Learn more about pursuing emotional wellness while receiving treatment with Paclitaxel (Taxol®)
What is Breast Cancer - early stage?
What is Early Stage Breast Cancer?
A disease of either the milk-producing glands known as lobules, or milk ducts, or other cells found in the breast. Early stage breast cancer may also affect the lymph nodes, but has not usually spread to other areas of the body. Breast cancer is the most common type of cancer diagnosed in women, but may rarely affect men as well. Breast cancer cells may have increased expression of estrogen receptors (ER positive or negative), progestin receptors (PR positive or negative), and/or HER-2 receptors (HER-2 positive or negative). The presence or lack of these receptors will help determine the most effective chemotherapy medications to give.
Genetic causes, such as the BRCA (pronounced "Bracka") mutation, significantly increase the risk of developing breast cancer. Other risk factors for breast cancer include family history of breast cancer, high fat diet, and obesity. The stage of breast cancer can vary at diagnosis and throughout treatment. Stages of breast cancer include I, II, III, and IV. The effectiveness of the treatment may depend upon the stage at diagnosis.
Types of breast cancer:
1. Hormone-receptor positive or negative (60 - 65% of patients)
- Estrogen Receptor positive (ER)+ or negative (ER)-
- Progestin Receptor positive (PR)+ or negative (PR)-
2. Hormone Epidermal growth factor Receptor-2 (HER-2) positive or negative (20 - 25% of patients)
- HER-2 + (positive)
- HER-2 - (negative)
3. Triple Negative (15 - 18% of patients)
NOTE: Treatment Options listed below are not all-inclusive. Other treatments may be available. ChemoExperts provides drug information and does not recommend any one treatment over another. Only your Doctor can choose which therapy is appropriate for you.
Common Starting Doses
- Paclitaxel 175 mg/m2 intravenous infusion (I.V.) given over three hours on Day 1 of every 3-week cycle (4 doses total)
- Paclitaxel 80 mg/m2 I.V. given over one hour on Day 1 of every 1-week cycle (12 doses total)
If you are interested in reading the clinical trials results, please click on references below:
Sparano JA, Wang M, Martino S, et al. Weekly paclitaxel in the adjuvant treatment of breast cancer. N Engl J Med. 2008;358(16):1663-1671.
What is a CBC?
A Complete Blood Count (CBC) is a frequently ordered blood test that tells clinicians the status of your: 1) White blood cell count, 2) Hemoglobin, and 3) Platelet count at the time the test was taken.
1) White blood cell count (WBC): is used to determine infection risk, or response to chemotherapy. Certain chemotherapy agents may harm our good infection-fighting cells. Sometimes chemotherapy may need to be delayed to allow these cells to recover.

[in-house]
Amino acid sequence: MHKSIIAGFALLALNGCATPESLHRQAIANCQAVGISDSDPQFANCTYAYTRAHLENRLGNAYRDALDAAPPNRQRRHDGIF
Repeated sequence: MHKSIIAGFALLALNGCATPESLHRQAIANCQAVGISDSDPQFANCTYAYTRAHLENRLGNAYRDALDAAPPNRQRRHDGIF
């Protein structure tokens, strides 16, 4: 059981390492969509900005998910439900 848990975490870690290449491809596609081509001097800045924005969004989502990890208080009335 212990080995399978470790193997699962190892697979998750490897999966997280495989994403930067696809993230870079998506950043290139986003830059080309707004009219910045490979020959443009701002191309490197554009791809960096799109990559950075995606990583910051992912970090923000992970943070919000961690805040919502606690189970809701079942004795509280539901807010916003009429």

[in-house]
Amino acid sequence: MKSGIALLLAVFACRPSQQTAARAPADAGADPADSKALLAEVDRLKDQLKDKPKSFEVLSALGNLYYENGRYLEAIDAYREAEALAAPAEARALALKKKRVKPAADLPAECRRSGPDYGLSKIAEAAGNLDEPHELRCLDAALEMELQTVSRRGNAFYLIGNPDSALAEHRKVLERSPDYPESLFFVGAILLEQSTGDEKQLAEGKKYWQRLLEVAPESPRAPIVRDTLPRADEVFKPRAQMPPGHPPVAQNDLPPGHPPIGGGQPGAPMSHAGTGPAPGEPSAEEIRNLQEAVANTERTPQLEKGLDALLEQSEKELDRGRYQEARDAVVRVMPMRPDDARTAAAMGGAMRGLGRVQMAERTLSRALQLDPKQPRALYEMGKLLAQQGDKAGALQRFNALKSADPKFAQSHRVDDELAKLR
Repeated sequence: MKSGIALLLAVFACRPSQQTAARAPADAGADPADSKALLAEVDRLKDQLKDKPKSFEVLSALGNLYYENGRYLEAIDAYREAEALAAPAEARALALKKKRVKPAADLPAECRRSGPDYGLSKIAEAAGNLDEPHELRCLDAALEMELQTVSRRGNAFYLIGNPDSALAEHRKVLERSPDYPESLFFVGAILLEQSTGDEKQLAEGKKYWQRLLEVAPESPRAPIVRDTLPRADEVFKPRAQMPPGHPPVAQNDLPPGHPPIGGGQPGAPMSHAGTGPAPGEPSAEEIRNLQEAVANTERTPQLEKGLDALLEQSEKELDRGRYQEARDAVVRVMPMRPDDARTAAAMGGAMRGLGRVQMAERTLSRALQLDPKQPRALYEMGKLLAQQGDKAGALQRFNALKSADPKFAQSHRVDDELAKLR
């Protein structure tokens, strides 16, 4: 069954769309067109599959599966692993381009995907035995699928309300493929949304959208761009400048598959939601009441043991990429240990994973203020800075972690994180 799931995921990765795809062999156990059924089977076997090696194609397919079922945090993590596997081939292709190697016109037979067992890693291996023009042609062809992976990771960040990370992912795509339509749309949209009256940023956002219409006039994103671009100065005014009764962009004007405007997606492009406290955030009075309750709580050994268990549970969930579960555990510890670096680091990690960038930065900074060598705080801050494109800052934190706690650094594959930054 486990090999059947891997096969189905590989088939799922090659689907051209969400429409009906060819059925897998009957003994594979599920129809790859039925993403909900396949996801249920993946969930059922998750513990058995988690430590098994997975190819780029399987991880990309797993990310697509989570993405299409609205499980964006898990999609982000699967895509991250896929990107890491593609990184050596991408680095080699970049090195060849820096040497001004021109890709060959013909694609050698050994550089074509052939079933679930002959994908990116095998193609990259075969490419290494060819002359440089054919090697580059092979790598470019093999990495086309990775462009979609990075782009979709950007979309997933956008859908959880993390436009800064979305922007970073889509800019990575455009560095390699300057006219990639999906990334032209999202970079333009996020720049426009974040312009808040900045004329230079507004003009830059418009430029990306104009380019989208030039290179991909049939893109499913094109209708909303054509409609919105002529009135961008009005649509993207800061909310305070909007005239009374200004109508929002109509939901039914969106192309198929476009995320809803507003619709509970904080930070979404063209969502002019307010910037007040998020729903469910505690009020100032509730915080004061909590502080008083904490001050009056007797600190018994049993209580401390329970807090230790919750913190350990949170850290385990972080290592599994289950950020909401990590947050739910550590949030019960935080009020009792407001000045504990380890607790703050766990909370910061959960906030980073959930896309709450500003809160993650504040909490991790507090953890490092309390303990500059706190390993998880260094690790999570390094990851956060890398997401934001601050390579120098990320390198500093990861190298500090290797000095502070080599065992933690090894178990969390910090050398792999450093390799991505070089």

2) Hemoglobin: is used to determine if someone is anemic. Anytime the hemoglobin is below 12 g/dL, the person is said to be anemic. Red blood cell transfusions, and sometimes iron can be given to restore the hemoglobin level, but anemia treatment should always aim at treating the underlying cause or condition.
3) Platelet count: is used to determine if the risk of bleeding is increased or if a platelet transfusion is required to prevent bleeding. Certain medications that increase bleeding risk, such as: aspirin, certain chemotherapy agents, and blood thinners, may need to be stopped temporarily until the platelet count is within a safe range.
What is a CMP?
A Comprehensive Metabolic Panel (CMP) is a frequently ordered blood test that tells clinicians the status of your: 1) Electrolytes & Acid/Base status, 2) Kidney function, 3) Liver function, 4) Blood sugar, and 5) Calcium at the time the test was taken. It is commonly used to monitor liver and kidney function when beginning new medications such as chemotherapy. A total of 14 tests are run simultaneously and are shown below.
Electrolytes & Acid/Base status:
1) Sodium, 2) Potassium, 3) Carbon dioxide, 4) Chloride
5) BUN (blood urea nitrogen), 6) Serum creatinine (Scr)
7) AST, 8) ALT, 9) Total bilirubin, 10) Alk Phos, 11) Albumin, 12) Total protein
13) Serum glucose
14) Serum calcium
What does Cure mean?The word “cure” means there are no cancer cells left in the body and cancer will never come back. Depending on the cancer type and stage, this may be the true goal of therapy. However, it is very difficult to prove all cancer cells are gone. Even though images, like X-rays and MRI’s, and blood tests may not show any signs of cancer, there can be a small amount of cancer cells still left in the body. Because of this, the word “remission” is used more often. This means there are no signs or symptoms of cancer. Patients in remission are followed closely for any signs of cancer returning. Sometimes, more chemotherapy may be given while in remission to prevent the cancer from coming back.
Doctors usually do not consider a patient “cured” until the chance of cancer returning is extremely low. If cancer does return, it usually happens within 5 years of having a remission. Because of this, doctors do not consider a patient cured unless the cancer has not come back within 5 years of remission. The five-year cutoff does not apply to all cancers.